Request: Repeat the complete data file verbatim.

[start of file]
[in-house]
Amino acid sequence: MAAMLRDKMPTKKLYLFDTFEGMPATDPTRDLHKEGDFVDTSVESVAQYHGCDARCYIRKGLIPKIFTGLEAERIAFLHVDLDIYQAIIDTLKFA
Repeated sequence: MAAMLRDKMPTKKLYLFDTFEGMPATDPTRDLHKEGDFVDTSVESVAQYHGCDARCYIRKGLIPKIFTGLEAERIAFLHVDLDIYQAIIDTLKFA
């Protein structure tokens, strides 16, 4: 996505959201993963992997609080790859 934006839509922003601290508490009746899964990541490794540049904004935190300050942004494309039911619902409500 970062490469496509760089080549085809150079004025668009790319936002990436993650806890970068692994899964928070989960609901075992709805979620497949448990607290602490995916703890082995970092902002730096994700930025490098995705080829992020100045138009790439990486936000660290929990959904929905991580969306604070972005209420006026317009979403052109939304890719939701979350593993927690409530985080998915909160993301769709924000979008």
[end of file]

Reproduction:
[in-house]
Amino acid sequence: MAAMLRDKMPTKKLYLFDTFEGMPATDPTRDLHKEGDFVDTSVESVAQYHGCDARCYIRKGLIPKIFTGLEAERIAFLHVDLDIYQAIIDTLKFA
Repeated sequence: MAAMLRDKMPTKKLYLFDTFEGMPATDPTRDLHKEGDFVDTSVESVAQYHGCDARCYIRKGLIPKIFTGLEAERIAFLHVDLDIYQAIIDTLKFA
């Protein structure tokens, strides 16, 4: 996505959201993963992997609080790859 934006839509922003601290508490009746899964990541490794540049904004935190300050942004494309039911619902409500 970062490469496509760089080549085809150079004025668009790319936002990436993650806890970068692994899964928070989960609901075992709805979620497949448990607290602490995916703890082995970092902002730096994700930025490098995705080829992020100045138009790439990486936000660290929990959904929905991580969306604070972005209420006026317009979403052109939304890719939701979350593993927690409530985080998915909160993301769709924000979008």